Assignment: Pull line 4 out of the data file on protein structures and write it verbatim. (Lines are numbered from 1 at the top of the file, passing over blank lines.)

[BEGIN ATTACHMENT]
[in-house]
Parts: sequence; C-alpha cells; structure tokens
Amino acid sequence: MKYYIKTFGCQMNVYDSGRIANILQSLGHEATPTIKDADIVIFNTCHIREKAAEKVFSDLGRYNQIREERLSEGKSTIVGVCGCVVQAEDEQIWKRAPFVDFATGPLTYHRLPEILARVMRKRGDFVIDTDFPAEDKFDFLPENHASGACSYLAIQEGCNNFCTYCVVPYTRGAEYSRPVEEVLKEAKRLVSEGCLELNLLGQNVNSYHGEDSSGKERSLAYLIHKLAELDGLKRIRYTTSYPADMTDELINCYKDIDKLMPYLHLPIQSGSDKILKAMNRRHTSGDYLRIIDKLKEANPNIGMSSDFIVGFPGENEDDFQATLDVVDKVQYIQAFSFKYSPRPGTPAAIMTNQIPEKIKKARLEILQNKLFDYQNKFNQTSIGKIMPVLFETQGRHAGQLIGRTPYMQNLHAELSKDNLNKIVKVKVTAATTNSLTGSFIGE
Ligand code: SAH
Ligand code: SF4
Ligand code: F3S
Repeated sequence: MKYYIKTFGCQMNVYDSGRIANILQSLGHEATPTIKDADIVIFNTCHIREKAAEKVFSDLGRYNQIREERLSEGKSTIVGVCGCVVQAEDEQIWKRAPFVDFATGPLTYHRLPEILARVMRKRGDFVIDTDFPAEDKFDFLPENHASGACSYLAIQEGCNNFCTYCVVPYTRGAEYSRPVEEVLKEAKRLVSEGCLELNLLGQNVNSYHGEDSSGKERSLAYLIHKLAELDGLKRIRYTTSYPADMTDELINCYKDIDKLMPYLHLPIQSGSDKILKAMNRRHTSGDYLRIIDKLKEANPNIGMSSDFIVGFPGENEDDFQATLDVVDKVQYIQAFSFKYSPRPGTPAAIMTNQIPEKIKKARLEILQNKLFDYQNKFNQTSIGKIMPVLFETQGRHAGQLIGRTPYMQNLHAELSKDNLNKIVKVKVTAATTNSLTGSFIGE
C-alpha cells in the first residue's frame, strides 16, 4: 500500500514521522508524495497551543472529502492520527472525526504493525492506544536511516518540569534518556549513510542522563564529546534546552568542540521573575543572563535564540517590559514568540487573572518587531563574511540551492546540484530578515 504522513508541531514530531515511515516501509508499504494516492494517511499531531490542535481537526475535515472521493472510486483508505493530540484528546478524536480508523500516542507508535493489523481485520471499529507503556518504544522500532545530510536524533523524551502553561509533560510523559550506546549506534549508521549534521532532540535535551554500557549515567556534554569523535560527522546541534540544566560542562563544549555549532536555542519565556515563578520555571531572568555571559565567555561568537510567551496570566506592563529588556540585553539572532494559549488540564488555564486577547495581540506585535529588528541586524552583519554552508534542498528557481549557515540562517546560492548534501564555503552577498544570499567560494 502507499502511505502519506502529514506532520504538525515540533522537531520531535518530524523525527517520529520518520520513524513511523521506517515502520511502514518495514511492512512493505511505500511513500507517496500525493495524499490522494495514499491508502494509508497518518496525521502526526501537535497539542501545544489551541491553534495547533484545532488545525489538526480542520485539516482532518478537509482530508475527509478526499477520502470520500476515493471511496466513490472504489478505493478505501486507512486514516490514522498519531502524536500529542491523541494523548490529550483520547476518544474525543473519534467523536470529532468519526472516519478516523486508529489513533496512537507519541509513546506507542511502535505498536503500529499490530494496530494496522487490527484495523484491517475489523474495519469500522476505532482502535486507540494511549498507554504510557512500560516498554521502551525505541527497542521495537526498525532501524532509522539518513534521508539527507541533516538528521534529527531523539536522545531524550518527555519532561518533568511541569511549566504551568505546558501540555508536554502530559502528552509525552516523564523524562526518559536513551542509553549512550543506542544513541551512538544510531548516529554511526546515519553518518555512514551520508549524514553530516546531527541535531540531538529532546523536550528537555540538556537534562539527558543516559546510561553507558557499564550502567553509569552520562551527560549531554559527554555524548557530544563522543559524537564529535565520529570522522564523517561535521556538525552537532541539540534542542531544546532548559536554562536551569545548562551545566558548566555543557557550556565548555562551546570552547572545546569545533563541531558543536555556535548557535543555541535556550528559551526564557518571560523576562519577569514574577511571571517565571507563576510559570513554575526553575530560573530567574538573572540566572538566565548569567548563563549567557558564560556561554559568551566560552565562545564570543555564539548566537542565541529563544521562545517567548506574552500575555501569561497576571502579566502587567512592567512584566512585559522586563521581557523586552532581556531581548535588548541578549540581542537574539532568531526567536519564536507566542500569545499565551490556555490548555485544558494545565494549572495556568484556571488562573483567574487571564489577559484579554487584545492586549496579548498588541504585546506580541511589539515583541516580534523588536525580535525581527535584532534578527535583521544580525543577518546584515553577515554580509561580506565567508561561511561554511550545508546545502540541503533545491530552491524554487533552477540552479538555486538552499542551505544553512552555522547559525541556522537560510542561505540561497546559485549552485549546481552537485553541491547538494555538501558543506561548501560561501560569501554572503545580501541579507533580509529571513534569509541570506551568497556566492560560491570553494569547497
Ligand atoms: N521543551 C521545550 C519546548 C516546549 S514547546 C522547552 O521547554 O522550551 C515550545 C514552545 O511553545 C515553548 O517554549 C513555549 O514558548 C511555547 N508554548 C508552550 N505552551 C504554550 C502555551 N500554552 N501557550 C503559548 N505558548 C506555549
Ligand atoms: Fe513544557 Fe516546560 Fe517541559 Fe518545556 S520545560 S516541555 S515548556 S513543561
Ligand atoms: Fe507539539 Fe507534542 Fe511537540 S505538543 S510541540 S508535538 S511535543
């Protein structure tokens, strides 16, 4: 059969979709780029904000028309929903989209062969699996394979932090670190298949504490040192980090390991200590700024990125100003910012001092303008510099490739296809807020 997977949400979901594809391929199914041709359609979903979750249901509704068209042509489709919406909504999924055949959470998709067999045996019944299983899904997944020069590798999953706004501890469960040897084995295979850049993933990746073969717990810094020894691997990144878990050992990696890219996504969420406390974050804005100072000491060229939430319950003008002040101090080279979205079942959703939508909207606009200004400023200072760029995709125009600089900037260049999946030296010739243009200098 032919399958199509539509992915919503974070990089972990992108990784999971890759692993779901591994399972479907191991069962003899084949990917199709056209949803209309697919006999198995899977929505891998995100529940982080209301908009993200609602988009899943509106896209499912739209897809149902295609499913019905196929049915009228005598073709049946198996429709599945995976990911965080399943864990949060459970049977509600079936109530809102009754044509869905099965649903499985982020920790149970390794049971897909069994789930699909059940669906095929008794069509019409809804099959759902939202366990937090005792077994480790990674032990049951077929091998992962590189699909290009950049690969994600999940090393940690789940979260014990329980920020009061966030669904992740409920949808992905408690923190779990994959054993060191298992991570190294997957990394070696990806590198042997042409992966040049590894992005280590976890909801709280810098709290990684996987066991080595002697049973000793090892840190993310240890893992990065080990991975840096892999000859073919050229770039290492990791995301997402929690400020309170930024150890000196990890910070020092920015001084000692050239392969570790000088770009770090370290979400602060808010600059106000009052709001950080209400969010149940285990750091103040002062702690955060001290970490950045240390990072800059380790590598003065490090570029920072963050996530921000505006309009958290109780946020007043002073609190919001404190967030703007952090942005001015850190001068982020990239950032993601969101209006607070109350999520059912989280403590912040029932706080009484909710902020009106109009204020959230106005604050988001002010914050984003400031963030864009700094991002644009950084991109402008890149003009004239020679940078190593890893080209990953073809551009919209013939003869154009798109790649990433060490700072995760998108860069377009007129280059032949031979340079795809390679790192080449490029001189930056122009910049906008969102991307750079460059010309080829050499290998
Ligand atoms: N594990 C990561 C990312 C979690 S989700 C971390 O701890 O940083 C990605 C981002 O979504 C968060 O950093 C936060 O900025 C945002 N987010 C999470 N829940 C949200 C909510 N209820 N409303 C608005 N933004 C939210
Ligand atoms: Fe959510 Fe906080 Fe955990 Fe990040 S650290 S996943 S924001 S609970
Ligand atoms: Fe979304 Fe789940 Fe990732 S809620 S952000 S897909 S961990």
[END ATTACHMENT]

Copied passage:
Ligand code: SAH